Writing about social class in America
This weekend, my wife and I went to see the premiere of a new play being rolled out in four cities, Doublewide. Admittedly, the first act was slow, as the culture of white, low-wage, working class America needed to be spelled out for the typical theater goer, who was probably middle or upper class. My wife hated it, and I can't say it ranked up there with Hamlet, but there was one scene in particular that I found brilliant in how it dramatized the contrast between classes in America. One of the characters, Lorelei, is a seventeen-year-old girl, raised in her parents' double-wide trailer, with cell phone and all other trappings of American youth. She is struggling in school, due to lack of motivation. She confesses to her tutor, an upper middle class kid who initially says he chose to tutor for service learning credit (we later see he has a longstanding crush on her), that she wants to enter the recording technology program at the local community college, because she loves music, but couldn't see herself being a performer, because she thinks she isn't any good. The boy immediately hits the Internet and finds there is a minimum GPA of 2.75 required for admission, and he excitedly tells her she can do this. He begins to lay out all the steps she would take, and promises to tutor her many days a week. She can't quite get it together and make herself go to school. At one point, after they had slept together, as his idol worship of her left her in some ways feeling better about herself, the tutor confronts Lorelei about her lack of persistence in the goal of getting into the community college program. She tells him she hasn't had her period in two months. When he asks if she is going to get an abortion, she asks him if he is going to pay for it. He muses out loud about how he can't put it on his credit card because his parents check the statements and remembers he has some savings bonds his grandmother gave him. He decides to cash them in and lie to his parents, claiming to pay a bill for college.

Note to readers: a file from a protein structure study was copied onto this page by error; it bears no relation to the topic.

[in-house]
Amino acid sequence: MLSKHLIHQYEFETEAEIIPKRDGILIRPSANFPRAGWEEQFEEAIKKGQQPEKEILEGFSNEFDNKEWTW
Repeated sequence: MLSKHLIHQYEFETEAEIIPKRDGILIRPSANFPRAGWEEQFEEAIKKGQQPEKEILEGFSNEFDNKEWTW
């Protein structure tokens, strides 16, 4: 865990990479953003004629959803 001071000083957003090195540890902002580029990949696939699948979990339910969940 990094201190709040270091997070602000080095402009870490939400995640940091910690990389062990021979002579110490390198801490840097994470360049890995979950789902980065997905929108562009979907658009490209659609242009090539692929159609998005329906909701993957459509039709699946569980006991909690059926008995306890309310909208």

She then tells him she may not want an abortion. He panics. After letting him stew for a while, she tells him the doctor said she wasn't pregnant. She asks him to examine what he had felt, the feeling of being trapped. She posits it is the first time in his life he has ever felt trapped by his circumstances, unable to freely pursue whatever future he chooses. She then told him that this is what it feels like every moment of your life when you are poor. She said she didn't want to be "his project."
What seemed eminently reasonable to a middle class kid, pursuing an objective systematically, was impossible, psychologically, for a kid raised in a world where it was difficult to think of herself as mattering, as worth anything. And the middle class kid didn't get it at all until he was made to live what being trapped felt like. To him, she was funny, talented, creative, beautiful and way smarter than anyone gave her credit for. But she wouldn't let him be Pygmalion. She couldn't bring herself to be Eliza Doolittle.
This play is far from the first mention of the psychological barriers to middle class success. George Orwell makes precisely this argument in his 1937 work, The Road to Wigan Pier. He reprints a letter to the editor in which an upperclass woman wonders how the poor can't live on their salaries. She presents a shopping list of how perfectly good food could fit within a shopping budget. Orwell argued that splurging on unnecessary but cheap luxuries was necessary psychologically. In the context of Doublewide, at one point, where the father wins some cash at the casino, rather than paying a bill, mom and dad go out on a date and have fun. The date was a psychological necessity, a way of feeling human, a way of saying, "I matter." They may not own a house, they may not be able to pay for their daughter's college, but goddamnit, they can go out for a night, have a nice meal, get drunk and go dancing.
Orwell made these arguments in essay form. They are hard to convey in literature, but Doublewide had many moments that were brilliant at dramatizing not just lower working class attitudes, not just the barriers to upward mobility, but the inability of people outside this class to understand why what they would do is not what a poor person would do.
Sure, generalizations are dangerous, and sure, the scene on which I focused also had other conflicts: gender for example. That being said, I would have found completely believable a story in which the most frightening thing about needing an abortion for an upper middle class teen young woman was, like for the boy, hiding the credit card statement from her parents, so I would argue that class was the primary barrier in this scene.
My question as a science fiction writer: how would these conflicts change in the future? I must admit I have never broached the issue in my writing. Indeed, I don't think I've ever read a work of science fiction with a scene that dramatized how one class is incapable of understanding another as well as that scene in Doublewide.
There's something important to say here. I'm not yet sure what it is. I'll ponder.